What Was Ephemeral is Now Permanent: Our Lives in Digital

by JenniferCobb on 06/10/2011

Ethan Zuckerman, writing today in his blog about privacy and the public sphere, states that in the digital world, “Ephemeral behavior becomes a permanent record.”  This simple statement gets to the heart of many of the issues we are facing as technology becomes a ubiquitous and permanent part of the fabric of our lives.   What was once ephemeral – “ hey, I like that” – has now become a permanent part of our digital record, influencing our search results, the ads we see and the view others have of us.

It is a subtle idea because what we do on-line often feels deeply ephemeral.  As I browse the web, clicking on what entices, intrigues or amuses me, I barely remember where I have been.  The experience feels fluid and transitory.  And yet it is anything but.  The reality is that all of my actions –  the pages I look at, how long I look at them, what I “like”, where I comment, the photos I upload, where I am physically – all are captured forever in a permanent digital trail that is instantly housed in massive data centers, ripe for mining.

The cognitive dissonance between our experience on-line and the reality of our digital lives is a major reason why we tend to downplay the importance of on-line privacy.  The surveillance of our personal actions is so transparent that it becomes easy to ignore.  We quite naturally act in the digital world the way we act in the real world.  That is the critical mistake.

One of the key differences is a problem of asymmetry.  When we meet someone in the real world, we tend to have pretty symmetrical relationships; we have an equal shot at knowing about each other.  If we don’t, then at least the tradeoffs are pretty clear.  The fact that my postman knows more about me than I do about him is an asymmetry that doesn’t surprise me and that I am willing to accept in return for getting my mail delivered to my house.  But in exchange for all the cool tools I get from Google, Google has amassed a huge set of data about me that creates a deeply asymmetrical relationship.   Google know a lot more about me than I do about it.  More, in fact, than any non-digital entity ever could.  (Google has begun to address this problem by letting you look at what they know about you.  Check it out at www.google.com/ads/preferences.  I am not sure this is exhaustive, but it is a start.)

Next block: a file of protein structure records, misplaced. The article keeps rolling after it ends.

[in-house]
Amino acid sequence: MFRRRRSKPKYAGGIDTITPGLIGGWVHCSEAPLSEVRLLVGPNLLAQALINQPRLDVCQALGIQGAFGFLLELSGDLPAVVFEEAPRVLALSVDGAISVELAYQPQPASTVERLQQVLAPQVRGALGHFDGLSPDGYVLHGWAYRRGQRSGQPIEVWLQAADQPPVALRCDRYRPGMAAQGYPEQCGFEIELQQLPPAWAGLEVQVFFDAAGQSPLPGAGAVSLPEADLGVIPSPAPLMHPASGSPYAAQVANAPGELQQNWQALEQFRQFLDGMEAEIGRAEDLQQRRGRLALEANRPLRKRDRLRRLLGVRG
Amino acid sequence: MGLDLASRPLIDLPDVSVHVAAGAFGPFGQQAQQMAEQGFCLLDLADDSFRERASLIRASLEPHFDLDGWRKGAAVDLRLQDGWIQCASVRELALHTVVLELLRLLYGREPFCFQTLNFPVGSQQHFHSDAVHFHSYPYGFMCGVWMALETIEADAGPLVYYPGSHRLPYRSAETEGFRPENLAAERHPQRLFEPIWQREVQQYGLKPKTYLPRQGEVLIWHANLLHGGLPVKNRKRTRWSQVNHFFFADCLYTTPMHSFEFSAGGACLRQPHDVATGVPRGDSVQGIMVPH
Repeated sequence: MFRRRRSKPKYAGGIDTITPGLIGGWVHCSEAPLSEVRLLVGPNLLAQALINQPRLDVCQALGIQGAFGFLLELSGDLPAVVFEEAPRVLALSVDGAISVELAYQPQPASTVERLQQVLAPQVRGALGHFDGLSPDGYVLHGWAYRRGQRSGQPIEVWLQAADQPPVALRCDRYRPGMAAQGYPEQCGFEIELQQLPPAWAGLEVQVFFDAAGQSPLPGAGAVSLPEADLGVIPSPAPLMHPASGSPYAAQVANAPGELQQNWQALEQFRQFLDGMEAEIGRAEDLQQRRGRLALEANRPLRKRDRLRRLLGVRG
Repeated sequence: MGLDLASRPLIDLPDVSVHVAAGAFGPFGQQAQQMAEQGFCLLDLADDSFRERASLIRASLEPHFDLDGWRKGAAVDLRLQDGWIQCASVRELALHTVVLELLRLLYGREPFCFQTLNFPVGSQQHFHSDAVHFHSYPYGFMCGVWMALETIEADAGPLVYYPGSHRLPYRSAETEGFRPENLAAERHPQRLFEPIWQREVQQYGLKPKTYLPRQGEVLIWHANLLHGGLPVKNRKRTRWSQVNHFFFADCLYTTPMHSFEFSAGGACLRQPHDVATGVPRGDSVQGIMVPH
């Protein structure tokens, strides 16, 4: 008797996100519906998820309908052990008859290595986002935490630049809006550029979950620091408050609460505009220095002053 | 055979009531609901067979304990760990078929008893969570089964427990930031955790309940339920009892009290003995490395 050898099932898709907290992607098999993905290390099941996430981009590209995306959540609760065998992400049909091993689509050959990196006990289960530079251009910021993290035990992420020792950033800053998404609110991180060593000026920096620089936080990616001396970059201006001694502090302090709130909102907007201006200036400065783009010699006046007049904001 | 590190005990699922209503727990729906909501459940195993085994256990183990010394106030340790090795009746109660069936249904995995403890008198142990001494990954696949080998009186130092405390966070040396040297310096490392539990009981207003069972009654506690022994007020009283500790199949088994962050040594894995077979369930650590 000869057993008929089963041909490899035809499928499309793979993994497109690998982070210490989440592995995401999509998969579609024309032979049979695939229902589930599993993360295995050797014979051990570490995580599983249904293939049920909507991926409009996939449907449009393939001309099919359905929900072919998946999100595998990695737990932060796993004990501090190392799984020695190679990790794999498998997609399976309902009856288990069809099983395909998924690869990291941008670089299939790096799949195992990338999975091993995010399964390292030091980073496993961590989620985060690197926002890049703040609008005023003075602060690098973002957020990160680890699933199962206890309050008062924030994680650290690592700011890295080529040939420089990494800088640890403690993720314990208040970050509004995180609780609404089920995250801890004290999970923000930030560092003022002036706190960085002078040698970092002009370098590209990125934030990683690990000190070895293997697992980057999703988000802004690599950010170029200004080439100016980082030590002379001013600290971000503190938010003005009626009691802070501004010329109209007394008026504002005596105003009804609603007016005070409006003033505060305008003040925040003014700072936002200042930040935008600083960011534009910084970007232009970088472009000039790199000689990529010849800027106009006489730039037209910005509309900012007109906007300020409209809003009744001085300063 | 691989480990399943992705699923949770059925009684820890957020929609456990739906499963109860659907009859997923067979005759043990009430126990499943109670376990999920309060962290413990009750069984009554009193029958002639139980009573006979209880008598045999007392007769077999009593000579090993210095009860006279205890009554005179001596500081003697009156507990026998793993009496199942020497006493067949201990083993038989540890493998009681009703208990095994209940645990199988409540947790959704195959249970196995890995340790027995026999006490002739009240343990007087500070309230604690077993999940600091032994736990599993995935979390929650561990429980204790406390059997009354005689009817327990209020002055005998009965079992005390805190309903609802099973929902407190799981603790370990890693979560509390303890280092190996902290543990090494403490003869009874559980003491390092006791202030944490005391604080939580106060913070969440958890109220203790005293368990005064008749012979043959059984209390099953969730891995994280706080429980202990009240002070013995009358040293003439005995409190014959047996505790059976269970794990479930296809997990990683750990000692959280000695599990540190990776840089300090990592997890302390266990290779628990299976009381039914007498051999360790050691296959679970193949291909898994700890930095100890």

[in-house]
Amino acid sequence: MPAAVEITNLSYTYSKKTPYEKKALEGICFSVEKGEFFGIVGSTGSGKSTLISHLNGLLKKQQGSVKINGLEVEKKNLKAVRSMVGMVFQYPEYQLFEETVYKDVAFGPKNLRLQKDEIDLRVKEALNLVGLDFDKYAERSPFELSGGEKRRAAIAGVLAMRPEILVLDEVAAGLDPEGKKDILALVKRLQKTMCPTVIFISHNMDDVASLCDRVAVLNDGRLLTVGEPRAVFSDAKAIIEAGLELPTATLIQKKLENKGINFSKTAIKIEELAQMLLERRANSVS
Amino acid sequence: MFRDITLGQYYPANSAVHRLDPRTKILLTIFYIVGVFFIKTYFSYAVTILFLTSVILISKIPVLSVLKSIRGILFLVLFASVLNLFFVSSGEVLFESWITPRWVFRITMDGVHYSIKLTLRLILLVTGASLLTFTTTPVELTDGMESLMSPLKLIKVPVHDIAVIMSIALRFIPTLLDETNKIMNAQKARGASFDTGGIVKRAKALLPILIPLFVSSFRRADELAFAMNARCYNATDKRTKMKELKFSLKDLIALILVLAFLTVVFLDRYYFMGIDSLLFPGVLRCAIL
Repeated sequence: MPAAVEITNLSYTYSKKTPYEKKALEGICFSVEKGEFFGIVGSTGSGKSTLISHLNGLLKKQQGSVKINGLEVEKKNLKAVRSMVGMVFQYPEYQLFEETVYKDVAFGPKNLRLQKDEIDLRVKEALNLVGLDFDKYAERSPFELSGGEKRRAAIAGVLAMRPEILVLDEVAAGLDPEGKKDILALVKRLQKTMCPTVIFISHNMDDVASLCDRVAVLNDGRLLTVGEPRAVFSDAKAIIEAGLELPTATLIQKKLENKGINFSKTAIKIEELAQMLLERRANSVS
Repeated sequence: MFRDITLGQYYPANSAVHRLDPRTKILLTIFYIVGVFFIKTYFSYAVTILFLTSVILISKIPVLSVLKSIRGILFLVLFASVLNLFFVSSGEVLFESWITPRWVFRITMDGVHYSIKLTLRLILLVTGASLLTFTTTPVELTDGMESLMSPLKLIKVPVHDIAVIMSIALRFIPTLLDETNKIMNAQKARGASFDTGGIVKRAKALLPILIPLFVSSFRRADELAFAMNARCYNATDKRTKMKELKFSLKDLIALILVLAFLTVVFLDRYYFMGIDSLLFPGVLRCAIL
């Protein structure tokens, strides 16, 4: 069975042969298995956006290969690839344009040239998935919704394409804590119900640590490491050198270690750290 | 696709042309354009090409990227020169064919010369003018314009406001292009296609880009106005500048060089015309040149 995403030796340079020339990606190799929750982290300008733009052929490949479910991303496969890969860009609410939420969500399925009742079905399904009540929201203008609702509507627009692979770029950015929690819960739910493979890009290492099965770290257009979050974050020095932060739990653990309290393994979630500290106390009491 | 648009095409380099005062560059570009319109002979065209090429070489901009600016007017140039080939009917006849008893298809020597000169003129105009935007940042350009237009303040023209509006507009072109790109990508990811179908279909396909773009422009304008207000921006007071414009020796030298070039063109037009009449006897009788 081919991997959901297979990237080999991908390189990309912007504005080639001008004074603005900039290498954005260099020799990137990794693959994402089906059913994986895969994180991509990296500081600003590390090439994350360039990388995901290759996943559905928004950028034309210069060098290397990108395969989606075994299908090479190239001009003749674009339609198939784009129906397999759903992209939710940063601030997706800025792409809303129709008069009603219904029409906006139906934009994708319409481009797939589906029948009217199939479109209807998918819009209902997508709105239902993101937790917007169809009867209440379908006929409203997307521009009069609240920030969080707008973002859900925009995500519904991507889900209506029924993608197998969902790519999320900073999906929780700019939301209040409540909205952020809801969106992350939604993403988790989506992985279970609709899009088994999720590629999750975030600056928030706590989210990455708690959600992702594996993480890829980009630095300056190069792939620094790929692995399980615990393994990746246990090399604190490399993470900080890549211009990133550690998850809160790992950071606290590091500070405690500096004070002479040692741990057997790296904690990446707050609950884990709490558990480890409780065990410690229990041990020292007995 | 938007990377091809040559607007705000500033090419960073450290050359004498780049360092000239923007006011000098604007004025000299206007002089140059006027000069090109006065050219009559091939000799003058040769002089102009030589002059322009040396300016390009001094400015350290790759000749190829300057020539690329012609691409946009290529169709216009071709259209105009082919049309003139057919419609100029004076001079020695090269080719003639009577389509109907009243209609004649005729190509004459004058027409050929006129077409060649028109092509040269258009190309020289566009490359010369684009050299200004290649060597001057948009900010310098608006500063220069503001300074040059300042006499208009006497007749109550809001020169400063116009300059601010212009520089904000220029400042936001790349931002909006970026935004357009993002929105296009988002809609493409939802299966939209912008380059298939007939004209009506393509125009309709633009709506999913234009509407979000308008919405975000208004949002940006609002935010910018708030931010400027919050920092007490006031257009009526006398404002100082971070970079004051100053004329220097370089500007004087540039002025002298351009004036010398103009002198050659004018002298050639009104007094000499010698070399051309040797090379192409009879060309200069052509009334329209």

Beyond the fact that it is just creepy that these big companies know so much about us, why does it matter?  It matters because the reasons they do it are not well-aligned with our personal or social best interests.  They collect all this information so they can make money selling stuff back to us through targeted advertising.  Facebook and Google are the largest advertising platforms in history and their relentless pursuit of more data to create better advertising outcomes is having some unfortunate consequences for innovation and for the environment.